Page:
Browse Prior Art Database

Generic View Handler Class

IP.com Disclosure Number: IPCOM000120877D
Original Publication Date: 1991-Jun-01
Included in the Prior Art Database: 2005-Apr-02
Document File: 2 page(s) / 79K

Publishing Venue

IBM

Related People

Baker, R: AUTHOR [+3]

Abstract

The introduction of object-oriented programming technology into the current applications software products requires that standard sets of classes of objects be developed. Since software is typically developed to reside on many different hardware platforms, some generic classes must be developed which can abstract the hardware and windowing system dependencies from the actual software.

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This is the abbreviated version, containing approximately 52% of the total text.

Generic View Handler Class

      The introduction of object-oriented programming
technology into the current applications software products requires
that standard sets of classes of objects be developed. Since software
is typically developed to reside on many different hardware
platforms, some generic classes must be developed which can abstract
the hardware and windowing system dependencies from the actual
software.

      A generic class is provided which will facilitate platform
independence in object-oriented software systems and allow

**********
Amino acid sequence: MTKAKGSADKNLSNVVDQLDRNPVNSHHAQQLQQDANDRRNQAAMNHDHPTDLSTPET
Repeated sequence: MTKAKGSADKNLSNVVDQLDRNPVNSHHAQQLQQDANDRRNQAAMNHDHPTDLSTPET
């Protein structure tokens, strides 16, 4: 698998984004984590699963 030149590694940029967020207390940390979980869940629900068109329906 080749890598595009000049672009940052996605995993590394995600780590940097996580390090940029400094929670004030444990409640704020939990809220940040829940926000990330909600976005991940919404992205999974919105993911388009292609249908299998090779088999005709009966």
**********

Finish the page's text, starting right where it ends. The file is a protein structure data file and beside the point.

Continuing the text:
considerable flexibility in developing windowing applications.  It
overcomes the current difficulties in writing applications for
multiple platforms and windowing systems by encapsulating the
window-specific behaviors of the objects within one generic class,
the ViewHandler class.

      The ViewHandler manages the views of an object in a system
where the models and views are in separate layers, such as the
Model-View- Controller scheme proposed by (*). The ViewHandler has
various parts, i.e., it is a composite object, composed of a window
for viewing its contents, a menu specific to its application, a list
of application- specific properties, an icon, and potentially other
parts as well, such as dialog boxes associated with the application.
Also the ViewHandler must hold some knowledge of the Model
(application) object associated with it and in the Model-View schema,
of the EventInterface objects established on its behalf.

      Each different type of object can have a ViewHandler that is a
subclass of the generic ViewHandler class.  The subclass will be an
application-specific ViewHandler with its own individual icons,
windows, etc.  For example, in an Office Desktop, the File Cabinet
object would h...